ROVE: In times of peace, a great moment. Because there are bands and people in uniform and spit and polish. And it's really an impressive ceremony. We landed at Barksdale, to be met by the commander of the eighth Air Force and his command staff in combat uniforms. And every one of them with a side arm.

KING: Another briefing. The CIA director says early evidence suggests bin Laden's al Qaeda network.

RICE: Nobody was surprised. It was an incident, the World Trade Center and the Pentagon, that looked like, felt like, smelled like al Qaeda.

KING: 12:36 p.m. Eastern, an effort to reassure a nervous nation.

BUSH: We have taken all appropriate security precautions to protect the American people. Our military at home and around the world is on high alert status. And we have taken the necessary security precautions to continue the functions of your government.

KING: 1:37 now. Wheels up, Barksdale. The president advised once again to stay away from Washington.

ROVE: There are, you know, nine planes, six planes, eight planes, three planes inbound over the Atlantic with emergency beacons on. I mean, it's a -- there is a fog of war. And this was the first day of a new war.

KING: 2:50 p.m., arrival Offutt air base, Nebraska, the home of the strategic command. And a Cold War command and control bunker built to survive a nuclear attack. A secure video link with the national security team. Two announcements from the president.

RICE: He came on to that helicopter. He said, "I'm coming back." It was the end of the discussion. There was no more discussion about whether he was coming back.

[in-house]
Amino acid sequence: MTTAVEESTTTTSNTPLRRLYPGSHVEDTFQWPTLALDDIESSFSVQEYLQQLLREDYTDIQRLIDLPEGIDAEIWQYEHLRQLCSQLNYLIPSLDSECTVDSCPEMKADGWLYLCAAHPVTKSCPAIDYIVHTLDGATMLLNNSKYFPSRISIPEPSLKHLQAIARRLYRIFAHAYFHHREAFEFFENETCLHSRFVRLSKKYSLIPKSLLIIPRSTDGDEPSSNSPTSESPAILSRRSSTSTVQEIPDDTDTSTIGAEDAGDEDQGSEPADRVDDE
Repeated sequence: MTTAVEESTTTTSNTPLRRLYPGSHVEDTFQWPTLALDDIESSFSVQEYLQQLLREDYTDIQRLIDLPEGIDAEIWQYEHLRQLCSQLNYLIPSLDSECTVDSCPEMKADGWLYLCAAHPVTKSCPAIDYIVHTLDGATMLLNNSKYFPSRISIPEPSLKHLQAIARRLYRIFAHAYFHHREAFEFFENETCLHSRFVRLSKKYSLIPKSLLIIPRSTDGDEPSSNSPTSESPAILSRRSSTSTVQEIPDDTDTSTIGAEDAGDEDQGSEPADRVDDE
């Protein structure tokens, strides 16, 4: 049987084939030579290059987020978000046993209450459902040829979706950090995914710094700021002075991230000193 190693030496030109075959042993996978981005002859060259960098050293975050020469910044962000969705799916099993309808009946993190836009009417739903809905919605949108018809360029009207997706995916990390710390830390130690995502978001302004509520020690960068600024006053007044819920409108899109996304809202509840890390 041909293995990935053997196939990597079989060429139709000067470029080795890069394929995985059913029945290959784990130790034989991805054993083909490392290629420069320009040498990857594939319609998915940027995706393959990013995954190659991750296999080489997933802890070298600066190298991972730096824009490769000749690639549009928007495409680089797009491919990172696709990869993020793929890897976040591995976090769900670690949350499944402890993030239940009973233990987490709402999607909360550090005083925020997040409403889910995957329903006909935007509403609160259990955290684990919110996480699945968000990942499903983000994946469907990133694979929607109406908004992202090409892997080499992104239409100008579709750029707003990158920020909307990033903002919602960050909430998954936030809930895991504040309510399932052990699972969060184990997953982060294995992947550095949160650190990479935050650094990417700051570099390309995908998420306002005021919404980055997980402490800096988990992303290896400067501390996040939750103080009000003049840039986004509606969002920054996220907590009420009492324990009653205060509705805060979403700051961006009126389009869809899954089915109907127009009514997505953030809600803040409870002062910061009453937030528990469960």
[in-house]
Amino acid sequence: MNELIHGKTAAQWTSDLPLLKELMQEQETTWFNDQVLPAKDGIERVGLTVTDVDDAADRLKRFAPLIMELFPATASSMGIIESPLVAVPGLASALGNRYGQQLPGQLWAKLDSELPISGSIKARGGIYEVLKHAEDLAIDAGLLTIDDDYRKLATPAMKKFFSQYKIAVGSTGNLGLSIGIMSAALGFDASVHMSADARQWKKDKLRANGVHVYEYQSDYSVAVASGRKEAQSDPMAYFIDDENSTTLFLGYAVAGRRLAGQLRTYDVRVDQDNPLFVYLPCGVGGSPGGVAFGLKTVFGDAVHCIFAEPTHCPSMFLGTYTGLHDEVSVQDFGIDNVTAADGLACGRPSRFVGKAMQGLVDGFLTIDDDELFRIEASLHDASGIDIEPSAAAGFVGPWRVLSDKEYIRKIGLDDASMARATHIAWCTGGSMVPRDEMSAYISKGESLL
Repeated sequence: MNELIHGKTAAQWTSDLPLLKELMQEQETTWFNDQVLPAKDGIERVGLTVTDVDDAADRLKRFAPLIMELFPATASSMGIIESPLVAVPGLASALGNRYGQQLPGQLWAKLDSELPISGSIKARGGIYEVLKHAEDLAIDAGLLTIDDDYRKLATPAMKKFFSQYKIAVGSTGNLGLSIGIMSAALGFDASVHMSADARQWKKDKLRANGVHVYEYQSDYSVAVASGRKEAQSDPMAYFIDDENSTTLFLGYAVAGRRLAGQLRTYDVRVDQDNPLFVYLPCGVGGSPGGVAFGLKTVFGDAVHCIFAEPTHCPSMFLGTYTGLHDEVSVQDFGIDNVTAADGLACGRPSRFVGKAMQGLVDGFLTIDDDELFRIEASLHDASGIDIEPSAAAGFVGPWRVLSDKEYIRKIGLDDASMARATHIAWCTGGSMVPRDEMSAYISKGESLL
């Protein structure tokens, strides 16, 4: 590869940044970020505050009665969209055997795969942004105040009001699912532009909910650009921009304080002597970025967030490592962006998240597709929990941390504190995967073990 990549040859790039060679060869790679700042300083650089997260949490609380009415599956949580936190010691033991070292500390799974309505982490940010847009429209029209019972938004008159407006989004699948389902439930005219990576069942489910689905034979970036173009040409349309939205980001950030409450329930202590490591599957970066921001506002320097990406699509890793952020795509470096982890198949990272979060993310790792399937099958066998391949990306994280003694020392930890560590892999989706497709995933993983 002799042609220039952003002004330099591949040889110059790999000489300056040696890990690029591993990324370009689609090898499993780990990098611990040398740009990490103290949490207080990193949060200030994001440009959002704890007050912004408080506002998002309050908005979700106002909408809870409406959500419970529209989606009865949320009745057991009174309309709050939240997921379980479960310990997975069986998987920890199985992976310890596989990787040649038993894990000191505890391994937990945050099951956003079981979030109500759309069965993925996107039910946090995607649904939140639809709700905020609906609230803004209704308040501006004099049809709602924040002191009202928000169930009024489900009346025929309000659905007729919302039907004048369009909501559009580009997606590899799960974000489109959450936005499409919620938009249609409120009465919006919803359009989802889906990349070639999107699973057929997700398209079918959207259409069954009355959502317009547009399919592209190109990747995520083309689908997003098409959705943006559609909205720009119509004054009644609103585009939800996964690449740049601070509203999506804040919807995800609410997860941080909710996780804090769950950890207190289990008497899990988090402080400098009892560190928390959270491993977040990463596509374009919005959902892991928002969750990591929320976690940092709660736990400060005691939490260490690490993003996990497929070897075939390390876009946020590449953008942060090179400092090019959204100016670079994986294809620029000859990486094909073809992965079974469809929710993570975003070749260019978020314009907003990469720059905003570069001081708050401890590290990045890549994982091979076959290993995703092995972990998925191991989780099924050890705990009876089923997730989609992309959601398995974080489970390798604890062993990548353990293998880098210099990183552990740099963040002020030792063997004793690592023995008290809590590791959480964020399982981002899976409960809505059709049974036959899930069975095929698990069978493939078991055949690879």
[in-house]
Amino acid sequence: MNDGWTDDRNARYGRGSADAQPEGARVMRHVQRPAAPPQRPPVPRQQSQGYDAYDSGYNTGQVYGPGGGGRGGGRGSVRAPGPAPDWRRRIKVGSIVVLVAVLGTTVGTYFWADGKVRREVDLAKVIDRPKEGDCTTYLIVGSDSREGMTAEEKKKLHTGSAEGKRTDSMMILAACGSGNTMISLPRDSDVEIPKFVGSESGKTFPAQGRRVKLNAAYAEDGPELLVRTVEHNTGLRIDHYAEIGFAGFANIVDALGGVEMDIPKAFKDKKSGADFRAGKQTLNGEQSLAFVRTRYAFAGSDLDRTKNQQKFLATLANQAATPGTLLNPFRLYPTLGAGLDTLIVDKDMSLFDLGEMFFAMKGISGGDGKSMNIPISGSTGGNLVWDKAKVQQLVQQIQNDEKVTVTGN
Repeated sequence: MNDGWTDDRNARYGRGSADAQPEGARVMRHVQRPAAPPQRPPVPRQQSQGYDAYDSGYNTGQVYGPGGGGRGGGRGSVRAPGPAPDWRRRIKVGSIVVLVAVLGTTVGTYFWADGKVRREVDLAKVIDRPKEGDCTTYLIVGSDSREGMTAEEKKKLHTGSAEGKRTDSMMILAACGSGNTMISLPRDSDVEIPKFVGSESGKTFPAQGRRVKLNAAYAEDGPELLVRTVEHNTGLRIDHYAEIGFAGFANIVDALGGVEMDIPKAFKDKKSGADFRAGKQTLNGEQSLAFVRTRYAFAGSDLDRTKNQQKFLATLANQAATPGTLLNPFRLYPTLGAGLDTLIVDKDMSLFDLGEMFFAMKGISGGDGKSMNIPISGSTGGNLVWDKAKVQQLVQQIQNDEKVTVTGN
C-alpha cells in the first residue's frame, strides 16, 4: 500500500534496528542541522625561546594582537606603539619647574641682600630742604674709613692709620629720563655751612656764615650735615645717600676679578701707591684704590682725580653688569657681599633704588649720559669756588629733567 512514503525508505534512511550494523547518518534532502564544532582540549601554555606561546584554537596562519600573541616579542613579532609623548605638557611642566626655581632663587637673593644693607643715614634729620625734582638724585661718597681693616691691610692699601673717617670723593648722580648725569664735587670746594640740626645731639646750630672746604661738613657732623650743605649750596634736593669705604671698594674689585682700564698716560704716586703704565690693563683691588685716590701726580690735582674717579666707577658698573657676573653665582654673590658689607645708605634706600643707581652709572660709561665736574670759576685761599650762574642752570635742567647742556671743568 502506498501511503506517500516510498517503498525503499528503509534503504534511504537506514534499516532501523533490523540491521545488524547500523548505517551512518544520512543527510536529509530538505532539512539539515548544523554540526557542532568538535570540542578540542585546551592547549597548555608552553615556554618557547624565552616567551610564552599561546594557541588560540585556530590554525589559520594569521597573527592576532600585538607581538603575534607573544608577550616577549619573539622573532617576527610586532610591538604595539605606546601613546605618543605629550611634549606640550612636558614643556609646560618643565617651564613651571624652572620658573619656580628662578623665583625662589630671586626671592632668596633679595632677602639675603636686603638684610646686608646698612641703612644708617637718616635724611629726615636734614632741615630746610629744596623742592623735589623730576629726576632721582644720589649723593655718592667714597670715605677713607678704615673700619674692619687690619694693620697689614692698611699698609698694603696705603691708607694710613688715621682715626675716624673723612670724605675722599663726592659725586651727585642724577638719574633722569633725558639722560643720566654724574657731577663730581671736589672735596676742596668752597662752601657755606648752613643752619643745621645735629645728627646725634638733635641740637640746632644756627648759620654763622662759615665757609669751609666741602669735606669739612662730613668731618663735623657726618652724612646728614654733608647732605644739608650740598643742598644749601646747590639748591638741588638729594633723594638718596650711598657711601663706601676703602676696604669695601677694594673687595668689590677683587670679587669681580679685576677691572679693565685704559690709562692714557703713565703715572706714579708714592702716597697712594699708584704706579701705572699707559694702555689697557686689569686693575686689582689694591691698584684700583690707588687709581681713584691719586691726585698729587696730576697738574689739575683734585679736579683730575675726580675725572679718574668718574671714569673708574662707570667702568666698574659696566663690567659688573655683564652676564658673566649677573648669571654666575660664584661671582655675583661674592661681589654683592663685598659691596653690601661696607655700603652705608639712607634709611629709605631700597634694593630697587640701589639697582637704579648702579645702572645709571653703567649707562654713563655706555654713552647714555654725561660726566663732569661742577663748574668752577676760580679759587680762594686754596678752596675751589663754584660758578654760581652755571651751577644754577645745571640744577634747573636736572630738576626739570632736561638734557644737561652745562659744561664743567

NORMAN MINETA, TRANSPORTATION SECRETARY: He said, I'm going to find out, we're going to find out who did this. We're going to seek them out and we're going to destroy them.

JOSH BOLTEN, DEPUTY CHIEF OF STAFF: It is now the mission of this government. The whole tenor of the presidency changed immediately at that moment.

KING: 4:36 p.m., eight hours after the first attack, a wartime president heads home under constant watch.

JOHNDROE: I remember looking out the -- looking out the window and seeing a -- I suppose it was an F-16. It was an Air Force jet right off the wing. I mean, if you could have opened the window, I think you could have touched it almost. It was amazing. I think that really made a lot of this hit home. KING: A two-hour flight to Andrews Air Force base, a short but telling helicopter ride home, decoys just in case -- the president's first up-close look at the devastation.